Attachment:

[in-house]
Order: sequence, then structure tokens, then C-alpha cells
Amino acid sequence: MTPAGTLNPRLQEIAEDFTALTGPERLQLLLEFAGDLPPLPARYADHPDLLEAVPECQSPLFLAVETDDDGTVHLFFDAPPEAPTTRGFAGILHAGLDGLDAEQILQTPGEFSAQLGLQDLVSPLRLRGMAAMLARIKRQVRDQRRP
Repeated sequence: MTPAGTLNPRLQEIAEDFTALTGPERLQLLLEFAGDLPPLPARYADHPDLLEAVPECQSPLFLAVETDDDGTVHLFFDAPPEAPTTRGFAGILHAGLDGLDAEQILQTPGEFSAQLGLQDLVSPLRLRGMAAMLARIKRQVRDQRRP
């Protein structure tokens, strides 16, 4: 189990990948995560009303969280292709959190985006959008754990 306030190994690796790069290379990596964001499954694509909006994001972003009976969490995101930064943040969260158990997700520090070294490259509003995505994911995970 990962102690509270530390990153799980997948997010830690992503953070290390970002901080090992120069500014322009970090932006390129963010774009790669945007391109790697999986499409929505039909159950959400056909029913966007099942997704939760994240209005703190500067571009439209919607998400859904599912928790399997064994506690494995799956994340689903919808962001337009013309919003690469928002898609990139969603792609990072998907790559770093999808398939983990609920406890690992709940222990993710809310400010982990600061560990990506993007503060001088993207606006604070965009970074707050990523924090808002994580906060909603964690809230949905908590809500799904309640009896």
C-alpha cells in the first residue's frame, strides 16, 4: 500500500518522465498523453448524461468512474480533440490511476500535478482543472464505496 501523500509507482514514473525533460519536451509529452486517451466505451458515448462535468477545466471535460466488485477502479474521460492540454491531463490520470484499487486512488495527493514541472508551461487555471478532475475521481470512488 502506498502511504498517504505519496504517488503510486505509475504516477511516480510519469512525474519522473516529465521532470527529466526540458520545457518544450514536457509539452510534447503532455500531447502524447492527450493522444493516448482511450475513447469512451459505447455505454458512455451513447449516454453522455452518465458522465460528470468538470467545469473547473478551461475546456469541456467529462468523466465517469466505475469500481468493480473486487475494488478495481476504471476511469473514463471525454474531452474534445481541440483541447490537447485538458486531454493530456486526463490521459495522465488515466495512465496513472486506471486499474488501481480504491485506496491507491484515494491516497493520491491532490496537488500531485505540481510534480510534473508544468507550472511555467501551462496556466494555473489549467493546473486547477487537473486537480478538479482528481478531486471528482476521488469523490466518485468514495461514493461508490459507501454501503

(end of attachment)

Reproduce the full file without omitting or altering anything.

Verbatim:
[in-house]
Order: sequence, then structure tokens, then C-alpha cells
Amino acid sequence: MTPAGTLNPRLQEIAEDFTALTGPERLQLLLEFAGDLPPLPARYADHPDLLEAVPECQSPLFLAVETDDDGTVHLFFDAPPEAPTTRGFAGILHAGLDGLDAEQILQTPGEFSAQLGLQDLVSPLRLRGMAAMLARIKRQVRDQRRP
Repeated sequence: MTPAGTLNPRLQEIAEDFTALTGPERLQLLLEFAGDLPPLPARYADHPDLLEAVPECQSPLFLAVETDDDGTVHLFFDAPPEAPTTRGFAGILHAGLDGLDAEQILQTPGEFSAQLGLQDLVSPLRLRGMAAMLARIKRQVRDQRRP
């Protein structure tokens, strides 16, 4: 189990990948995560009303969280292709959190985006959008754990 306030190994690796790069290379990596964001499954694509909006994001972003009976969490995101930064943040969260158990997700520090070294490259509003995505994911995970 990962102690509270530390990153799980997948997010830690992503953070290390970002901080090992120069500014322009970090932006390129963010774009790669945007391109790697999986499409929505039909159950959400056909029913966007099942997704939760994240209005703190500067571009439209919607998400859904599912928790399997064994506690494995799956994340689903919808962001337009013309919003690469928002898609990139969603792609990072998907790559770093999808398939983990609920406890690992709940222990993710809310400010982990600061560990990506993007503060001088993207606006604070965009970074707050990523924090808002994580906060909603964690809230949905908590809500799904309640009896």
C-alpha cells in the first residue's frame, strides 16, 4: 500500500518522465498523453448524461468512474480533440490511476500535478482543472464505496 501523500509507482514514473525533460519536451509529452486517451466505451458515448462535468477545466471535460466488485477502479474521460492540454491531463490520470484499487486512488495527493514541472508551461487555471478532475475521481470512488 502506498502511504498517504505519496504517488503510486505509475504516477511516480510519469512525474519522473516529465521532470527529466526540458520545457518544450514536457509539452510534447503532455500531447502524447492527450493522444493516448482511450475513447469512451459505447455505454458512455451513447449516454453522455452518465458522465460528470468538470467545469473547473478551461475546456469541456467529462468523466465517469466505475469500481468493480473486487475494488478495481476504471476511469473514463471525454474531452474534445481541440483541447490537447485538458486531454493530456486526463490521459495522465488515466495512465496513472486506471486499474488501481480504491485506496491507491484515494491516497493520491491532490496537488500531485505540481510534480510534473508544468507550472511555467501551462496556466494555473489549467493546473486547477487537473486537480478538479482528481478531486471528482476521488469523490466518485468514495461514493461508490459507501454501503